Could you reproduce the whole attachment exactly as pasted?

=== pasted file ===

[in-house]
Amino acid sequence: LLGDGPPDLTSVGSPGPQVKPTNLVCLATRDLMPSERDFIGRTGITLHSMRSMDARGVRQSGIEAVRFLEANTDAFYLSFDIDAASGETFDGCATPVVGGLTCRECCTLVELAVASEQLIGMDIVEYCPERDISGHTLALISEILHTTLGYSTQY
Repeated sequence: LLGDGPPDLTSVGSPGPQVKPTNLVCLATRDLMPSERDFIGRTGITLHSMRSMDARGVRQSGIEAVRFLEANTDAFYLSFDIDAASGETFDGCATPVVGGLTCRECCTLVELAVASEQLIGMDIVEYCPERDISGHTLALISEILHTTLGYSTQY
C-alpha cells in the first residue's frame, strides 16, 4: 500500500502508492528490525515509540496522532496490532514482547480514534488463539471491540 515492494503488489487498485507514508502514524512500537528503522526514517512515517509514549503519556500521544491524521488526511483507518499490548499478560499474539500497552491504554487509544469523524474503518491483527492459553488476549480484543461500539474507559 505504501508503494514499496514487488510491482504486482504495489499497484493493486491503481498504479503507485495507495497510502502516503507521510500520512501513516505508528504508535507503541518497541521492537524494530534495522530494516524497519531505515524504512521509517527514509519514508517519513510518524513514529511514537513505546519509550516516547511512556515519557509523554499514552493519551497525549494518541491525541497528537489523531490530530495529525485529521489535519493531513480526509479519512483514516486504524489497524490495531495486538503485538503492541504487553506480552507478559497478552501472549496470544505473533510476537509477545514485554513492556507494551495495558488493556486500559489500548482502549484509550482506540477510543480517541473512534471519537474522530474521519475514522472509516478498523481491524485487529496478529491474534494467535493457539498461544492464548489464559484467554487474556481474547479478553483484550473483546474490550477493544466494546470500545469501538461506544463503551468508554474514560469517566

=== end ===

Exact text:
[in-house]
Amino acid sequence: LLGDGPPDLTSVGSPGPQVKPTNLVCLATRDLMPSERDFIGRTGITLHSMRSMDARGVRQSGIEAVRFLEANTDAFYLSFDIDAASGETFDGCATPVVGGLTCRECCTLVELAVASEQLIGMDIVEYCPERDISGHTLALISEILHTTLGYSTQY
Repeated sequence: LLGDGPPDLTSVGSPGPQVKPTNLVCLATRDLMPSERDFIGRTGITLHSMRSMDARGVRQSGIEAVRFLEANTDAFYLSFDIDAASGETFDGCATPVVGGLTCRECCTLVELAVASEQLIGMDIVEYCPERDISGHTLALISEILHTTLGYSTQY
C-alpha cells in the first residue's frame, strides 16, 4: 500500500502508492528490525515509540496522532496490532514482547480514534488463539471491540 515492494503488489487498485507514508502514524512500537528503522526514517512515517509514549503519556500521544491524521488526511483507518499490548499478560499474539500497552491504554487509544469523524474503518491483527492459553488476549480484543461500539474507559 505504501508503494514499496514487488510491482504486482504495489499497484493493486491503481498504479503507485495507495497510502502516503507521510500520512501513516505508528504508535507503541518497541521492537524494530534495522530494516524497519531505515524504512521509517527514509519514508517519513510518524513514529511514537513505546519509550516516547511512556515519557509523554499514552493519551497525549494518541491525541497528537489523531490530530495529525485529521489535519493531513480526509479519512483514516486504524489497524490495531495486538503485538503492541504487553506480552507478559497478552501472549496470544505473533510476537509477545514485554513492556507494551495495558488493556486500559489500548482502549484509550482506540477510543480517541473512534471519537474522530474521519475514522472509516478498523481491524485487529496478529491474534494467535493457539498461544492464548489464559484467554487474556481474547479478553483484550473483546474490550477493544466494546470500545469501538461506544463503551468508554474514560469517566